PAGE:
A new report from a team of researchers in the School of Urban Planning at Canada’s McGill University finds that short-term apartment rentals, such as those brokered by Airbnb, are playing havoc with New York City housing, by increasing rents and decreasing the available supply of apartments. More specifically, the report (which was commissioned by the Hotel Trades Council — a branch of the AFL-CIO that represents hotel and gaming workers in New York and northern New Jersey) noted that in Lower Manhattan, Airbnb has shrunk the pool of dwellings by more than 1,000 units.
The report, entitled “The High Cost of Short-Term Rentals in New York City,” finds that between 7,000 and 13,500 units of housing have been pulled from the market around the five boroughs, as landlords (or occupants) seek higher returns from transient rentals, and that this shrinking supply has driven up the median long-term rent throughout New York City by 1.4 percent, resulting in a $380 annual rent increase for the median New York tenant now looking for an apartment.
The report also looks at Airbnb’s impact on specific communities within the City. The McGill researchers found that in Lower Manhattan and Williamsburg (which the analysis treats as a single district), there are 12,400 Airbnb listings, which earn at total of $160 million annually. This breaks down to slightly less than $13,000 per year, per apartment.
The report also says that around 1.6 percent of all housing units in this area are regularly used as Airbnb rentals, which means that some 2,700 dwellings are being rented out to short-term tenants for a substantial portion of each year. Another 1,200 apartments are being similarly rented out, but nearly full-time. And a further 150 homes have been converted into so-called “ghost hotels,” where individual rooms are being rented to separate guests. By this accounting, the report concludes, between 1,300 and 2,900 apartments in Lower Manhattan and Williamsburg have been removed from the regular rental market available to long-term tenants seeking a traditional lease.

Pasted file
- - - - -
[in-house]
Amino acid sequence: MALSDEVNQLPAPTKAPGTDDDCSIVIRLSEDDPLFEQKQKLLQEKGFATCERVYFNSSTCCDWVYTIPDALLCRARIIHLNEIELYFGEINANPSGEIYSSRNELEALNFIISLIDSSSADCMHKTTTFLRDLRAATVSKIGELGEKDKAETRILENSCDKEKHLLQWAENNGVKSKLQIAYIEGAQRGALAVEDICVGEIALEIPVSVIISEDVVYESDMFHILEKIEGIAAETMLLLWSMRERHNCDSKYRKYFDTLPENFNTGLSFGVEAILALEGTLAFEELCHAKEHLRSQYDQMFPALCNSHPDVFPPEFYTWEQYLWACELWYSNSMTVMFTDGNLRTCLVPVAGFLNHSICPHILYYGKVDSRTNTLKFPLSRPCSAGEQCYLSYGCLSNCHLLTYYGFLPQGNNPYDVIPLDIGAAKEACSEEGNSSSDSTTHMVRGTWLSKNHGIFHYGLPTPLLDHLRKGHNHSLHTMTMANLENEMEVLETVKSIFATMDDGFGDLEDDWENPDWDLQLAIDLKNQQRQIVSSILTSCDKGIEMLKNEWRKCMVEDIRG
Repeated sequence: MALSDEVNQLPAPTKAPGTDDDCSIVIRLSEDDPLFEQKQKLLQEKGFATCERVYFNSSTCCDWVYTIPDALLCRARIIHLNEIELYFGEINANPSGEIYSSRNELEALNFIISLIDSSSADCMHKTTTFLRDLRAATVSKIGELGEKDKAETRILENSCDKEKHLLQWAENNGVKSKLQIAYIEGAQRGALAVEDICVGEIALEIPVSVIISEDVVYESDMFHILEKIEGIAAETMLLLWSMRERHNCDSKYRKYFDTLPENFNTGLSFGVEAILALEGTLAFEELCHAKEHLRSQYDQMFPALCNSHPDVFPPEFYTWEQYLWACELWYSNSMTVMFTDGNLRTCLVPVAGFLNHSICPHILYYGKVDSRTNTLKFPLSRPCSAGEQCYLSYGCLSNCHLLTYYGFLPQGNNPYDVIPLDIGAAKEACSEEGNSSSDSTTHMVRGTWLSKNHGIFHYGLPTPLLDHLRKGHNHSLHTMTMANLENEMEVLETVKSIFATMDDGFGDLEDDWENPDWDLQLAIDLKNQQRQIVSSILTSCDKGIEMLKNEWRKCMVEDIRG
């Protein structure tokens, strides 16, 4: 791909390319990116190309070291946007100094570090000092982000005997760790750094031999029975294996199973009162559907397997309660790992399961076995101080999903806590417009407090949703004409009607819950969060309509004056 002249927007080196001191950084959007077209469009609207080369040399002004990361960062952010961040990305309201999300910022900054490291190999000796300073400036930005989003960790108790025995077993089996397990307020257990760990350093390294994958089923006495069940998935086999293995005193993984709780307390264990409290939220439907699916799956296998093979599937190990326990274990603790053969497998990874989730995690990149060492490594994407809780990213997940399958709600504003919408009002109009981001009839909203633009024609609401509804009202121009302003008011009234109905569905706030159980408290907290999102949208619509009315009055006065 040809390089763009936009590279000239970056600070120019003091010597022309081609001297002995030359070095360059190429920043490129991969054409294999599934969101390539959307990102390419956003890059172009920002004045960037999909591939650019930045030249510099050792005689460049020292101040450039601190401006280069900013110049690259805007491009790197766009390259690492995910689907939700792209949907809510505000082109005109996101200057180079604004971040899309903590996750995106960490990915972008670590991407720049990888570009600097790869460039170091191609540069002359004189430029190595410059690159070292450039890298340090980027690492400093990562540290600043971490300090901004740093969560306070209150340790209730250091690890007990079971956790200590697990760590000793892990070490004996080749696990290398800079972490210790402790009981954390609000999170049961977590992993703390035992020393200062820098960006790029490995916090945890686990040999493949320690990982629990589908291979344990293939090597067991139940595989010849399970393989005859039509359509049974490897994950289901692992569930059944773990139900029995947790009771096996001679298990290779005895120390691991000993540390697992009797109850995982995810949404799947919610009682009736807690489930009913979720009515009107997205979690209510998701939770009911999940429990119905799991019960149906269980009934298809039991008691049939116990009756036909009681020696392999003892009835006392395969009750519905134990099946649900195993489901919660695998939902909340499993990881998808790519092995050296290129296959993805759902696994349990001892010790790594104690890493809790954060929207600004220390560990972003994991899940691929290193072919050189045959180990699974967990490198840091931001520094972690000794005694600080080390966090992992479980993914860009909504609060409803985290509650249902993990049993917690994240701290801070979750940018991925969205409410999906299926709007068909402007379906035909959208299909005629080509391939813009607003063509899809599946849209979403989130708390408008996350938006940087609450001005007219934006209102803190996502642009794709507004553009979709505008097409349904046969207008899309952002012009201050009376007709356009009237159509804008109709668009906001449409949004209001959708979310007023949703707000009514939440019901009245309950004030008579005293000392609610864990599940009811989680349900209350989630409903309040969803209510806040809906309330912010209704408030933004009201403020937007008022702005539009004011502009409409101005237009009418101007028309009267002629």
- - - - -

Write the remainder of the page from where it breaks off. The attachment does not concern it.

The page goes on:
The McGill researchers also looked at Lower Manhattan in isolation (separate from Williamsburg) for two key metrics: the percentage of overall rent revenue now collected by Airbnb, along with the percentage of total housing units used as Airbnb dwellings.
For the first tally, the analysts found that Airbnb collects between 2.6 and 5.0 percent of all rent in four areas of Downtown (western Tribeca, Greenwich South, the Seaport District, and the eastern part of FiDi), while raking in between 1.1 and 2.5 percent of all neighborhood rental income in the southern areas of Battery Park City, FiDi, and Tribeca. The same tabulation indicates that Airbnb less than 1.0 percent of all rents in northern Battery Park City.
For the number of local apartments being used for Airbnb rentals as a percentage of total housing stock, the report says that as many as 2.0 percent of all units have been given over to Airbnb rentals in Greenwich South, while fewer than 1.0 percent are being put to this use in southern FiDi, and Battery Park City.
The administration of Mayor Bill de Blasio maintains that Airbnb rentals are almost always illegal, because they violate New York’s Multiple Dwelling Law, which prohibits rentals of fewer than 30 days in buildings with three or more units, unless the owner is present.
The hospitality industry (along with its unions) also bitterly denounces Airbnb rentals, arguing that such operators function as de facto hotels, but derive an unfair (and unlawful) advantage, because they don’t pay taxes, while routinely ignoring safety and zoning regulations, as well as licensing requirements.
Within the buildings where Airbnb rents apartments, condominium owners condemn the quality-of-life impact (and security concerns) posed by an endless stream of visitors treating such a dwelling as their own. In rental buildings, landlords decry the windfall they say is being reaped by tenants who are not legally entitled to sublet their apartments, especially to short-term guests.
A cursory search of Airbnb recently showed dozens of apartments available for short-term rent in every neighborhood of Lower Manhattan, offered at daily prices ranging from $70 per night, to more than $700.